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Original Article Modified minimally invasive percutaneous bridge fixation technique for the treatment of unstable anterior pelvic ring fractures in males

Original Article Modified minimally invasive percutaneous bridge fixation technique for the treatment of unstable anterior pelvic ring fractures in males

Common methods for treating anterior pelvic ring fractures consist of external and internal fixation. The advantages of external fixation are little trauma and simple operation, but compli- cations, such as pin tract infection, aseptic loosening, and local ulceration, can affect hip joint mobility and require inconvenient nursing care [6]. Internal fixation has become the pre- ferred method for treating unstable pelvic frac- tures. However, the complex anatomical struc-

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Minimally invasive technique of midshaft clavicle fracture fixation by  titanium elastic nail

Minimally invasive technique of midshaft clavicle fracture fixation by titanium elastic nail

conservatively with a sling or figure-of-eight bandage (Neer, 1960; Rowe, 1968; Jeray, 2007). Functional outcome of midshaft clavicle fractures is not only related to its union, but also to its length (Lazarides, 2006). Clavicle acts as a "strut", that keeps the upper limb away from the torso for efficient shoulder and upper limb function, while also transmitting forces from upper limb to the trunk. Thus, displaced or comminuted fractures carry a risk of symptomatic malunion, non-union and poor functional outcome with cosmetic deformity (Canadian Orthopaedic Trauma Society, 2007; Hill et al., 1997; Wild et al., 2006). The recent trend is shifting towards internal fixation of these displaced midshaft clavicle fractures (DMCF) (Lazarides, 2006; Hill et al., 1997; Wild et al., 2006; Smekal et al., 2009; McKee et al., 2003; Zlowodzki et al., 2005). Displaced midshaft fractures have traditionally been treated non-operatively because of early reports suggesting that clavicular non-union were very rare and clavicular mal-union, being of radiographic interest only, was without clinical importance (Neer, 1960; Canadian Orthopaedic Trauma Society, 2007). However, recent studies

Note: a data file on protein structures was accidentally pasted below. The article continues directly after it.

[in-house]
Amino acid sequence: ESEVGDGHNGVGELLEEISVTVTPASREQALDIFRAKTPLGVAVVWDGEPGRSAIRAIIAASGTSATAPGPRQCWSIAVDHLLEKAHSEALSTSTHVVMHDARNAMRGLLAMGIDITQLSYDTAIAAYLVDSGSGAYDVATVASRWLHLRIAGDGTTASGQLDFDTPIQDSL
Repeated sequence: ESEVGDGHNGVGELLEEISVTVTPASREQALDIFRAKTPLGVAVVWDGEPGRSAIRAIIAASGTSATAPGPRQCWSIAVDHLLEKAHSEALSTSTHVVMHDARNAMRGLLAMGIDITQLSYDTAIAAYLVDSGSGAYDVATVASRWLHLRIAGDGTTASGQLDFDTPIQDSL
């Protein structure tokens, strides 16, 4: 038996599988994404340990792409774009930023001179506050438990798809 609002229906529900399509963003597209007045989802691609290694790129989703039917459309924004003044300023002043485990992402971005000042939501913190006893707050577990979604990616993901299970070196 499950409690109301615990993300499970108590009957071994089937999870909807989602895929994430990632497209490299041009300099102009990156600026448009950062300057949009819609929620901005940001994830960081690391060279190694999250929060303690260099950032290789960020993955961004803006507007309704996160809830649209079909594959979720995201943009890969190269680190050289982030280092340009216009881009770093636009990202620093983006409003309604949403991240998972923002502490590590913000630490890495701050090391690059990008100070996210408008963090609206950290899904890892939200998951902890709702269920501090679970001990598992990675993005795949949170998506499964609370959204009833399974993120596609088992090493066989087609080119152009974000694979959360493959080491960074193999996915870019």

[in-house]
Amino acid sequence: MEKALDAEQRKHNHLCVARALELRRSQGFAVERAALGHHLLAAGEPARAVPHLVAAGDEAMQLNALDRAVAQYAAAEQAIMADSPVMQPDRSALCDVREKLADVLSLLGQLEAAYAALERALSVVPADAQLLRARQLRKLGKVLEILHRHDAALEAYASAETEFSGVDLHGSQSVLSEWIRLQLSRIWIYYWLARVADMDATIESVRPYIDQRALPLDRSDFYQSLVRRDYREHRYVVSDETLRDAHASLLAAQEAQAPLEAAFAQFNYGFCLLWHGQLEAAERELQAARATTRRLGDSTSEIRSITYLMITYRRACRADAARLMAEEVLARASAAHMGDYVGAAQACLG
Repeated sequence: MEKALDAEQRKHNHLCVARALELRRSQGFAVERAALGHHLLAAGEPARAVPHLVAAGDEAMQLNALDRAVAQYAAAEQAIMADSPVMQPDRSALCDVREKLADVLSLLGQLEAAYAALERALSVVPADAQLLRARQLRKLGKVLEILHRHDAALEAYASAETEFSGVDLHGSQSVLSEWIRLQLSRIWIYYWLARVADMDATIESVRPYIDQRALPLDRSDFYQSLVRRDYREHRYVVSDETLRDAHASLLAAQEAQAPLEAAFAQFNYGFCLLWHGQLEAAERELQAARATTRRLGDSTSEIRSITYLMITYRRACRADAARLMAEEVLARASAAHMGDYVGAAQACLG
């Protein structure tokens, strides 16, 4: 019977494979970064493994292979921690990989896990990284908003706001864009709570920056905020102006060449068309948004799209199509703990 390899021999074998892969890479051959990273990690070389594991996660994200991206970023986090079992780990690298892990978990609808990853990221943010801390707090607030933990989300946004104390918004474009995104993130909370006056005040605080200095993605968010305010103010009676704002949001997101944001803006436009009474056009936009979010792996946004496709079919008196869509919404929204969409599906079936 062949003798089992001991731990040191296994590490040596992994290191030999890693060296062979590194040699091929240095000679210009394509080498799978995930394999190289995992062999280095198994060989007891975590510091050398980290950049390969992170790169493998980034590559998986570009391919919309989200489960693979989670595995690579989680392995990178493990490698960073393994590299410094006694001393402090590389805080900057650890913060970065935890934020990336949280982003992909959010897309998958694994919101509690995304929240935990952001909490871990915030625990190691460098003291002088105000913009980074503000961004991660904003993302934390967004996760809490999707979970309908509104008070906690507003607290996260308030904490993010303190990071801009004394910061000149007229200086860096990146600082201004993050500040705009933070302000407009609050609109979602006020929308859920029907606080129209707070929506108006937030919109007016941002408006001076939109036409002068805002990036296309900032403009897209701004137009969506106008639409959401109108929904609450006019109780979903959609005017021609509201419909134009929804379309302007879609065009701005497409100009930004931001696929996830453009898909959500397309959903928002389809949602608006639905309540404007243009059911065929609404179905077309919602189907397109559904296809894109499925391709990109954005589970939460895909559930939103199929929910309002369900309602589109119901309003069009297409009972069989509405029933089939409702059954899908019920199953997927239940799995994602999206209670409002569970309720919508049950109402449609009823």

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Extensile lateral versus sinus tarsi approach for displaced, intra-articular calcaneal fractures: a meta-analysis

Extensile lateral versus sinus tarsi approach for displaced, intra-articular calcaneal fractures: a meta-analysis

In December 2016, a search was conducted on the PubMed and MEDLINE databases using the keywords displaced intra-articular calcaneal fracture, open reduc- tion and internal fixation, sinus tarsi approach, extensile lateral approach, minimally invasive and percutaneous. The references of the articles found were also reviewed to identify additional studies for inclusion. Studies were included in the meta-analysis if they met the following criteria: (1) sample population at skeletal maturity, (2) sample size > 1 (i.e. not a case study) and (3) investigated outcome measures (both quantitative and qualitative) between ORIF and minimally invasive fixation. Studies that included patients with bilateral or concurrent injur- ies secondary to trauma were not excluded from the meta-analysis due to the high rate of associated injuries
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3D printing-based minimally invasive cannulated screw treatment of unstable pelvic fracture

3D printing-based minimally invasive cannulated screw treatment of unstable pelvic fracture